I had to face down my budget.
No, no, it's OK, I'll be fine. It was just a little past time I put some more control on it. No panic here.
It did, however, gel something else I'd felt I'd needed to do, regardless of being an avowed gadget geek. I love getting new tech toys and get great use out of them, only over the years I've acquired enough that I actually have trouble using all of them as much as I feel they're worth using. And I've decided the best way to deal with that is to let some things attrit as they wear out and simply not replace them.
That's a good choice, but hard to stick to.
I've been painfully distracted as new shiny toys keep coming out with even nicer capabilities. (I told you I was an avowed gadget geek.) For instance, I would love a new iPad, a Kindle Fire, and add now a Nexus 7 Tablet. There is no way in hell I need all three at once. I have an original iPad that is still in good condition though it doesn't hold a charge quite as long as it used to and officially is low-spec enough Apple has announced it won't release iOS6 to it. I have an older Kindle that I still like quite a bit precisely because of the e-ink screen that is not found on the color devices. (I'm still waiting for the fabled Pixel Qi mass adoption.) I would love to get away from the walled garden tablet environment and explore the new Jellybean version of Android, but already have an Android phone that is about to at least receive an Ice Cream Sandwich upgrade. I do not need all these competing distractions of "OMG WANNIT" reflexes bouncing up in my head. And I've settled on a simple rejoinder to myself that somewhat heads off the "wannits".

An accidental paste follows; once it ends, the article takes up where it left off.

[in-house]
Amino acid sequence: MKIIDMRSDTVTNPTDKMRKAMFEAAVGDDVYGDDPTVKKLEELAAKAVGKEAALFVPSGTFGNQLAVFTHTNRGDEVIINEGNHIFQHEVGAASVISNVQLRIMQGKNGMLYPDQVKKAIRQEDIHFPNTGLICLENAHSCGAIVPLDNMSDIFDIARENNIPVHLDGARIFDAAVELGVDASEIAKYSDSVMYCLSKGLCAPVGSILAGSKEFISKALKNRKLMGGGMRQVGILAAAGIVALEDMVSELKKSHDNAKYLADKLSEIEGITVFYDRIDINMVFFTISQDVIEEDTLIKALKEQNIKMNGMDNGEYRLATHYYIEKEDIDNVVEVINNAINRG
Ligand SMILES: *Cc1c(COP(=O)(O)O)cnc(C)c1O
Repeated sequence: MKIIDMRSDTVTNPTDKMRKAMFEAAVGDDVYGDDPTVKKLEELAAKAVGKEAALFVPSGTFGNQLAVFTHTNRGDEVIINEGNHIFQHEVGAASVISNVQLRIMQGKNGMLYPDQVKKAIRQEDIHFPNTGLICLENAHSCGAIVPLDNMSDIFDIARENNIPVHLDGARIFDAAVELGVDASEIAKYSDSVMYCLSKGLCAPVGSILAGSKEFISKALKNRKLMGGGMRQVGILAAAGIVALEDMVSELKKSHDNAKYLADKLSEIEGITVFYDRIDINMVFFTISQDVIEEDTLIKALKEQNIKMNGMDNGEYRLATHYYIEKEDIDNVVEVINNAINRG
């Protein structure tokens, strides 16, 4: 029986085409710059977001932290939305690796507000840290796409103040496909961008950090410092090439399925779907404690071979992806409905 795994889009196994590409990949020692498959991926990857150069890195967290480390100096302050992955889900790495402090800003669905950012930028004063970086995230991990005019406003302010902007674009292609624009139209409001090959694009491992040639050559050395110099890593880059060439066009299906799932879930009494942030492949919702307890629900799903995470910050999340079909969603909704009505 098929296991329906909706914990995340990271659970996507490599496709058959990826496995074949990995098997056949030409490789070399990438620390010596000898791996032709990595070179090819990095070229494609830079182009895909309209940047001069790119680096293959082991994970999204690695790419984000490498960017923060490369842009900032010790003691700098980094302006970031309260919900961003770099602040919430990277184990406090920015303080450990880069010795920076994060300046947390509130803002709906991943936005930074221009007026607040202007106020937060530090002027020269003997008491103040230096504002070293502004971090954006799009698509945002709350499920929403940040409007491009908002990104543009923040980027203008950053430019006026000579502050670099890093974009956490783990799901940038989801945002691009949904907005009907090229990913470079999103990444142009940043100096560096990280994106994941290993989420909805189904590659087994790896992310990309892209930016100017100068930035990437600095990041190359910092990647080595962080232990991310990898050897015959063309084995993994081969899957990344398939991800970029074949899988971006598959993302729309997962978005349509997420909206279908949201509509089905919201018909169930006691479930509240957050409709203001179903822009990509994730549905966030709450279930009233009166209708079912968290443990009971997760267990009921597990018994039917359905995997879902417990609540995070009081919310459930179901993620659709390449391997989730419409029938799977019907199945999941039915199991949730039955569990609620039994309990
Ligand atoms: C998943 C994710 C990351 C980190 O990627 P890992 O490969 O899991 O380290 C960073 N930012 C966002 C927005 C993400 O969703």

Think of a little kid that is attached to a particular toy they've had for a while, it is special to them precisely because they've used it and it is theirs, perhaps even because it was given to them in a memorable way. They don't need a new version nor do they want one. (Hopefully it isn't a bicycle that is too small and brings up some safety concerns.) Give them a shiny new copy of the same thing and, maybe, you might hear something like, "but... this one is mine."
It doesn't work completely. It does, however, cut down on the amount of time I spend having to remind myself that I don't need every new shiny I see. I've got some pretty good toys to play with and, if the way I spend my free time is any indication, quite a surplus really.
The point is this: gadget retail advertising tries to teach us to be emotionally attached to our fancy toys only so long as they're the latest toys and help achieve a certain amount of gadget-envy in our audience. As if we've got a personal audience of friends that is in need of gadget-envy and somehow isn't getting the same advertising. You know what? I decided one way to counter that is to turn that on its head -- nudging myself to attach to the gadget I have a little history with.
You know the scene in Star Wars, after all?
"That little droid and I have been through a lot together."
A little mutual loyalty can be mutually beneficial.